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Kansas City, Missouri 64108


A critical first step to address the "pharmacodynamic information gap" in pediatrics resides with the development of methods capable of accurately measuring the time dependent effects of xenobiotic exposure in a manner sufficient to enable an integrative analysis of drug action which incorporates both pharmacokinetic and pharmacogenetic determinants. The proposed study will evaluate laser Doppler flowimetry, a necessary initial step in developing an "ideal" pharmacodynamic surrogate endpoint that ultimately could be used in infants, children and adolescents to fully characterize the impact of development on the pharmacokinetic (PK) / pharmacodynamic (PD) / pharmacogenetic (PG) determinants of drug effect for agents capable of modulating the cellular response to histamine.

Study summary:

The overall goal of this research is to develop and validate non-invasive approaches suitable for use in pediatrics that are sufficient to directly evaluate genotype-phenotype associations as determinants of the concentration-effect profile of drugs capable of altering microvascular function. The specific goal of this project will be to assess whether microvascular blood flow determined by a previously validated laser Doppler technique can be used as a reliable surrogate endpoint capable of functionally discriminating the effects of polymorphisms in the genes which are quantitatively important for histamine biotransformation. The investigators hypothesize that microvascular blood flow velocity can be used as a valid surrogate marker to discriminate the functional consequences of allelic variants in the enzymes primarily responsible for the biotransformation of histamine. The project includes two parts: 1. Validation of histamine iontophoresis (with measurement of microvascular blood flow by laser Doppler flowimetry) in a pediatric cohort as a pharmacologic provocation test capable of reliably characterizing the normal physiologic response of the cutaneous microvasculature to this xenobiotic addressed by a study in 50 children with a diagnosis of allergic disease or other "allergic" conditions where treatment with antihistamines represents the medical "standard of care". Subjects will concomitantly (on contralateral extremities) receive histamine challenges by the "gold standard" cutaneous prick test (time dependent response assessed by serial assessment of wheal and flare reactions) and by a previously described iontophoresis technique (time dependent response by serial assessment of microvascular blood flow using a validated laser Doppler technique).Additionally, DNA will be isolated from these subjects for genotyping as described in part 2). 2. Assessment of microvascular response to histamine challenge as a surrogate marker capable of functionally discriminating genotype-phenotype associations for polymorphically expressed genes that are quantitatively important in regulating the biotransformation and pharmacologic inactivation of histamine addressed first by genotyping 150 additional subjects who have an established diagnosis of allergic disease where treatment with antihistamines represents the medical "standard of care". Genotype data for candidate genes of primary interest, histamine-N-methyltransferase (HNMT) and diamine oxidase (DAO), will thus be available from a total of 200 subjects. Based upon known genotype-phenotype associations for HNMT (the enzyme primarily responsible for histamine biotransformation), two cohorts of subjects will be selected from those studied using an extreme discordant phenotype approach: subjects predicted, based upon genotype, to have reduced HMNT activity (i.e., those with 1 or 0 functional alleles) and subjects predicted to have normal enzyme activity (i.e., those with two functional alleles). These study participants will then receive a transcutaneous histamine challenge delivered by iontophoresis, followed by repeated assessment of microvascular reactivity reflected by time-averaged measurement of blood flow velocity using an established laser Doppler technique. Statistical analysis of blood flow velocity and other parameters from the laser Doppler assessment will be used as the primary outcome measurement for comparison of the two study cohorts with respect to expression of HNMT and DAO and the functional consequences thereof, using histamine response as the surrogate assessment of phenotype.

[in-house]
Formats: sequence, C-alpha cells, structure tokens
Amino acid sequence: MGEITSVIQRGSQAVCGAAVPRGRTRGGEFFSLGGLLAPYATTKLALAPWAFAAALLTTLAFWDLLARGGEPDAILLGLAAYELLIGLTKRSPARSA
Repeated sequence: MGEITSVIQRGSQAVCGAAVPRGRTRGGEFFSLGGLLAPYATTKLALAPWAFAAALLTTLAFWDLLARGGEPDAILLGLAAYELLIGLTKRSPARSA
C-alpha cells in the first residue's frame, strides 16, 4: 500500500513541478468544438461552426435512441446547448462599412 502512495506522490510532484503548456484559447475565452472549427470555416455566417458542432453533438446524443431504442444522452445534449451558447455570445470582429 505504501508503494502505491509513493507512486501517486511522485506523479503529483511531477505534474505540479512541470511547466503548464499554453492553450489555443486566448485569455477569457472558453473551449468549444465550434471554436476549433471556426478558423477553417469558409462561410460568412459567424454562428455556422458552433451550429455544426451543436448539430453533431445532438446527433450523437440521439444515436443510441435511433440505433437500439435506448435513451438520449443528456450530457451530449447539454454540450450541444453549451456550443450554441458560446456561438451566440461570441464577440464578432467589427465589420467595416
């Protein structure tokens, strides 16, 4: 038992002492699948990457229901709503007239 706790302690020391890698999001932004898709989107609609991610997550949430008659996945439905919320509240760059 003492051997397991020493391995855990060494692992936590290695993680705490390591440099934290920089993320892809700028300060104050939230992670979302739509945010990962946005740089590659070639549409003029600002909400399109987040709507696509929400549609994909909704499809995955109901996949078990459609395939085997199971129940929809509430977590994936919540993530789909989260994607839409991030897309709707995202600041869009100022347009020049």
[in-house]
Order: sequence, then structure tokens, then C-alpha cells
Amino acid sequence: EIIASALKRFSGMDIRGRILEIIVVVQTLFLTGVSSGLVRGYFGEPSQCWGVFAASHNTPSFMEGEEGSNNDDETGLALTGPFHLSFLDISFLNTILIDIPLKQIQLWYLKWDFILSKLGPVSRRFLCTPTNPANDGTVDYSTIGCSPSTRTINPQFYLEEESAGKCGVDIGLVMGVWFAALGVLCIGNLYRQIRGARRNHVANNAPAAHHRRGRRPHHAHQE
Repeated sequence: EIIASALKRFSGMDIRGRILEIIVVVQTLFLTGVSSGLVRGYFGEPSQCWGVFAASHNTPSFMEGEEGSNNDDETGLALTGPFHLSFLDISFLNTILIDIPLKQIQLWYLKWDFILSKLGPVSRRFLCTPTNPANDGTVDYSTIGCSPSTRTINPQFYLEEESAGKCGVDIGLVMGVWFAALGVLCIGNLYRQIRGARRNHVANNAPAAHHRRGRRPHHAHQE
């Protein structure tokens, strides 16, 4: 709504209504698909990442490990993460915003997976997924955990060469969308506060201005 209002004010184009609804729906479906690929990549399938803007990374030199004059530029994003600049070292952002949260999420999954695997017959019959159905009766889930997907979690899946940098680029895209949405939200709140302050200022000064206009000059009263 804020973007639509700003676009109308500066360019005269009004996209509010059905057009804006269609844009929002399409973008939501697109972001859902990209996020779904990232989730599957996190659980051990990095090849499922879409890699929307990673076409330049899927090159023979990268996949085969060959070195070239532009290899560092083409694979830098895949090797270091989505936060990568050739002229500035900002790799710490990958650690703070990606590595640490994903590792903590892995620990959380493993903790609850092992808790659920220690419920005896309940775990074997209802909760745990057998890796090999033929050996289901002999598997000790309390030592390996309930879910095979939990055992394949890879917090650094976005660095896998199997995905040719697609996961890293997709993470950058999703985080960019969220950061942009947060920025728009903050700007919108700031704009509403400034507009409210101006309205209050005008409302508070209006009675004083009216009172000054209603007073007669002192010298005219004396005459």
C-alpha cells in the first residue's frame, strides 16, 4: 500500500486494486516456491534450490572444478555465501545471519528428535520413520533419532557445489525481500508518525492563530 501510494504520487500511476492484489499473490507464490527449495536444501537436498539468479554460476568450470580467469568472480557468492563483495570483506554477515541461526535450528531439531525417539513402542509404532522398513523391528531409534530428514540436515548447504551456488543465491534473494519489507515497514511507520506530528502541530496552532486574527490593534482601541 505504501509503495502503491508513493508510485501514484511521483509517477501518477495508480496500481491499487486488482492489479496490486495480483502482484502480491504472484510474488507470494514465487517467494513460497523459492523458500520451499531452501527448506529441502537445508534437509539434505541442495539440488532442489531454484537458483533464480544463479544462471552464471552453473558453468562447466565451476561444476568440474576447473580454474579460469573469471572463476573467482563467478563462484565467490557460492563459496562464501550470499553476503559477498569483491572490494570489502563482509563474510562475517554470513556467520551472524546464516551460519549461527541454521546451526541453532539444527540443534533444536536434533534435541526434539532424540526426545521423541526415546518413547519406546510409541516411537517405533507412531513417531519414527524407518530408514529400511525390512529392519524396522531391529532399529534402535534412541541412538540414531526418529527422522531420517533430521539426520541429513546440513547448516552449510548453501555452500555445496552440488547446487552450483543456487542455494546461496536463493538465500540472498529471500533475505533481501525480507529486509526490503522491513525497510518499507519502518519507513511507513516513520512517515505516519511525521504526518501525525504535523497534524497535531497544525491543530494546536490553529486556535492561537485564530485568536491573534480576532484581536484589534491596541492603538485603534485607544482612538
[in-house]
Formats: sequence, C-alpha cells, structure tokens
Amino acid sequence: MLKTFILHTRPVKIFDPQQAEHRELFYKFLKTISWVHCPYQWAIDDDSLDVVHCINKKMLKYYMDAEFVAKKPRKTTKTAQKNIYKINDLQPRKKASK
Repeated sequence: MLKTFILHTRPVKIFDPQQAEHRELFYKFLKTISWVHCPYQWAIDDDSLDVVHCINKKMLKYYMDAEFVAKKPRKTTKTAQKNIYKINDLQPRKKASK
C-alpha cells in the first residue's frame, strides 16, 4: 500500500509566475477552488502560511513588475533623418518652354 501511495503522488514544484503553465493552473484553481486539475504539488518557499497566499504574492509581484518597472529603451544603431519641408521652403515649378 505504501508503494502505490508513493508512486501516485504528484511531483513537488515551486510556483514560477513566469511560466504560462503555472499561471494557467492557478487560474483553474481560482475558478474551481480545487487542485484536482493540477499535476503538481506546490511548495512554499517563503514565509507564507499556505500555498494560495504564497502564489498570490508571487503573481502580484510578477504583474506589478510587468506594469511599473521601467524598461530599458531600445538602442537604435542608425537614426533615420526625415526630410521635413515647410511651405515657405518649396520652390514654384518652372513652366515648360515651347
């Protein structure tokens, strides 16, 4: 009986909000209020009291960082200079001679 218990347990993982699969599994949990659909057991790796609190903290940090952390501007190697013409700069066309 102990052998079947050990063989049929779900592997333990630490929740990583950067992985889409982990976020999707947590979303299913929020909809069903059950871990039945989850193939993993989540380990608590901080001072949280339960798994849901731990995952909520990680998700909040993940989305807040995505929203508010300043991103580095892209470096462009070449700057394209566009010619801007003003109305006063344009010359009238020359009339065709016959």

Inclusion Criteria: - Male or female between ages of 7 and 18 years - Diagnosed with allergic disease (i.e., allergic rhinitis, allergic conjunctivitis, allergic asthma) - Informed consent (Parental permission and subject assent) Exclusion Criteria: - Previous history or laboratory evidence of McCune Albright syndrome, immunodeficiency, mastocytosis, receipt of immunomodulatory treatment, chronic conditions associated with abnormalities of the integument, hepatic or renal compromise, neoplastic disease, movement or neurologic disorders and uncontrolled ADHD - Evidence of atopic dermatitis within a 2 year period from the time of study - History of previous anaphylactic or anaphylactoid episode - Evidence of pregnancy (by urinary hCG) or lactation at the time of study - Receipt of drugs (within a specified time period) of agents capable of altering the response to histamine provocation (e.g., antihistamines, systemic corticosteroids, tricyclic antidepressants) - Presence of any condition that, in the opinion of the investigator, would produce difficulty with adherence to study procedures.



Primary Contact:

Principal Investigator
Bridgette L. Jones, MD
Children's Mercy Hospital and Clinics

Backup Contact:


Location Contact:

Kansas City, Missouri 64108
United States

There is no listed contact information for this specific location.

Site Status: N/A

Data Source: ClinicalTrials.gov

Date Processed: October 09, 2019

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